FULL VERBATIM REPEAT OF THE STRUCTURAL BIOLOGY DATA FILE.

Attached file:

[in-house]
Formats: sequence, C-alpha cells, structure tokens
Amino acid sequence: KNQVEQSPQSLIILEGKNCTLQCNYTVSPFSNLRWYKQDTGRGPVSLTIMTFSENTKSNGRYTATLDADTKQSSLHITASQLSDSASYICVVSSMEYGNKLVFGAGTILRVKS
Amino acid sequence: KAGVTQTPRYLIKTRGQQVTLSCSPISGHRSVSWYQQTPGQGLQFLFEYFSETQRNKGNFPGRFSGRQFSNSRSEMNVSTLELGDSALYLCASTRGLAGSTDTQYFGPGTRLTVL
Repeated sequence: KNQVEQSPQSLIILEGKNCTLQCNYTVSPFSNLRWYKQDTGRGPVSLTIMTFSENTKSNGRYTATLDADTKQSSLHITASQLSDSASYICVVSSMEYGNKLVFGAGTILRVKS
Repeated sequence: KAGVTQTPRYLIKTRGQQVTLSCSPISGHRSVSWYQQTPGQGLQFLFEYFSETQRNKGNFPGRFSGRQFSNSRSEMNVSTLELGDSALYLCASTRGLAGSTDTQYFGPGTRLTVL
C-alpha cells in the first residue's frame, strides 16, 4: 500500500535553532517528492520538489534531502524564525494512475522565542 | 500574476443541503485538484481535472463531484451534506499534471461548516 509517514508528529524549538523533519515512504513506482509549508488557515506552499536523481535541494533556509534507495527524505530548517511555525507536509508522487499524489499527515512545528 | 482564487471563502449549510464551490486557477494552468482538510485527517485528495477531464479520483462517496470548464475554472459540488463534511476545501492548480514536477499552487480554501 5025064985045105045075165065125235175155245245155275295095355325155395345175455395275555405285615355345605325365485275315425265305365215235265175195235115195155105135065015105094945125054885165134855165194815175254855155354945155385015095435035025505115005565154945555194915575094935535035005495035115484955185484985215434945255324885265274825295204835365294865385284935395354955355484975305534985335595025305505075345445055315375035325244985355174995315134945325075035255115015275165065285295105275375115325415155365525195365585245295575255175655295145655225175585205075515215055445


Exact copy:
[in-house]
Formats: sequence, C-alpha cells, structure tokens
Amino acid sequence: KNQVEQSPQSLIILEGKNCTLQCNYTVSPFSNLRWYKQDTGRGPVSLTIMTFSENTKSNGRYTATLDADTKQSSLHITASQLSDSASYICVVSSMEYGNKLVFGAGTILRVKS
Amino acid sequence: KAGVTQTPRYLIKTRGQQVTLSCSPISGHRSVSWYQQTPGQGLQFLFEYFSETQRNKGNFPGRFSGRQFSNSRSEMNVSTLELGDSALYLCASTRGLAGSTDTQYFGPGTRLTVL
Repeated sequence: KNQVEQSPQSLIILEGKNCTLQCNYTVSPFSNLRWYKQDTGRGPVSLTIMTFSENTKSNGRYTATLDADTKQSSLHITASQLSDSASYICVVSSMEYGNKLVFGAGTILRVKS
Repeated sequence: KAGVTQTPRYLIKTRGQQVTLSCSPISGHRSVSWYQQTPGQGLQFLFEYFSETQRNKGNFPGRFSGRQFSNSRSEMNVSTLELGDSALYLCASTRGLAGSTDTQYFGPGTRLTVL
C-alpha cells in the first residue's frame, strides 16, 4: 500500500535553532517528492520538489534531502524564525494512475522565542 | 500574476443541503485538484481535472463531484451534506499534471461548516 509517514508528529524549538523533519515512504513506482509549508488557515506552499536523481535541494533556509534507495527524505530548517511555525507536509508522487499524489499527515512545528 | 482564487471563502449549510464551490486557477494552468482538510485527517485528495477531464479520483462517496470548464475554472459540488463534511476545501492548480514536477499552487480554501 5025064985045105045075165065125235175155245245155275295095355325155395345175455395275555405285615355345605325365485275315425265305365215235265175195235115195155105135065015105094945125054885165134855165194815175254855155354945155385015095435035025505115005565154945555194915575094935535035005495035115484955185484985215434945255324885265274825295204835365294865385284935395354955355484975305534985335595025305505075345445055315375035325244985355174995315134945325075035255115015275165065285295105275375115325415155365525195365585245295575255175655295145655225175585205075515215055445